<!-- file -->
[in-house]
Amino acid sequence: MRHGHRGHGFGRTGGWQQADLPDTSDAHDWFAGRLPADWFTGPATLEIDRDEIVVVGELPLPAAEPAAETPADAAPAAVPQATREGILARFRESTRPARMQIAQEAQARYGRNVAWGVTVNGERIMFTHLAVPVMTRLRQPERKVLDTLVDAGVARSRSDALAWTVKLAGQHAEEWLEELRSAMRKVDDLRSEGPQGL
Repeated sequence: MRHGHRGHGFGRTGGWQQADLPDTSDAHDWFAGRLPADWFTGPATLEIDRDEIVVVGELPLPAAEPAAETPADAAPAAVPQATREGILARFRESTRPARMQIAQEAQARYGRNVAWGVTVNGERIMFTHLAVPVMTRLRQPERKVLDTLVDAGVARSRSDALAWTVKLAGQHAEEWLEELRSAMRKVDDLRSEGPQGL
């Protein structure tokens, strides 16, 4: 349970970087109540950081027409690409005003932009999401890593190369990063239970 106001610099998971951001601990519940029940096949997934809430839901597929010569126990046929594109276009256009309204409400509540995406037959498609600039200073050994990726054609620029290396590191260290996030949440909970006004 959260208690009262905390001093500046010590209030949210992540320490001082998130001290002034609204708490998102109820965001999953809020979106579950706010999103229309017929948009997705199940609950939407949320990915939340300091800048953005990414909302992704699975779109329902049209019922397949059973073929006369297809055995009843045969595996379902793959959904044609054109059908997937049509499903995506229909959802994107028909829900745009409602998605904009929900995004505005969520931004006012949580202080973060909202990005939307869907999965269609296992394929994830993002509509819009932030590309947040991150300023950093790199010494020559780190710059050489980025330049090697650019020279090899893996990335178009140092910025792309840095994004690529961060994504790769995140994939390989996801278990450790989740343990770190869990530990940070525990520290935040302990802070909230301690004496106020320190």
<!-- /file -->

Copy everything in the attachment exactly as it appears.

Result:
[in-house]
Amino acid sequence: MRHGHRGHGFGRTGGWQQADLPDTSDAHDWFAGRLPADWFTGPATLEIDRDEIVVVGELPLPAAEPAAETPADAAPAAVPQATREGILARFRESTRPARMQIAQEAQARYGRNVAWGVTVNGERIMFTHLAVPVMTRLRQPERKVLDTLVDAGVARSRSDALAWTVKLAGQHAEEWLEELRSAMRKVDDLRSEGPQGL
Repeated sequence: MRHGHRGHGFGRTGGWQQADLPDTSDAHDWFAGRLPADWFTGPATLEIDRDEIVVVGELPLPAAEPAAETPADAAPAAVPQATREGILARFRESTRPARMQIAQEAQARYGRNVAWGVTVNGERIMFTHLAVPVMTRLRQPERKVLDTLVDAGVARSRSDALAWTVKLAGQHAEEWLEELRSAMRKVDDLRSEGPQGL
């Protein structure tokens, strides 16, 4: 349970970087109540950081027409690409005003932009999401890593190369990063239970 106001610099998971951001601990519940029940096949997934809430839901597929010569126990046929594109276009256009309204409400509540995406037959498609600039200073050994990726054609620029290396590191260290996030949440909970006004 959260208690009262905390001093500046010590209030949210992540320490001082998130001290002034609204708490998102109820965001999953809020979106579950706010999103229309017929948009997705199940609950939407949320990915939340300091800048953005990414909302992704699975779109329902049209019922397949059973073929006369297809055995009843045969595996379902793959959904044609054109059908997937049509499903995506229909959802994107028909829900745009409602998605904009929900995004505005969520931004006012949580202080973060909202990005939307869907999965269609296992394929994830993002509509819009932030590309947040991150300023950093790199010494020559780190710059050489980025330049090697650019020279090899893996990335178009140092910025792309840095994004690529961060994504790769995140994939390989996801278990450790989740343990770190869990530990940070525990520290935040302990802070909230301690004496106020320190």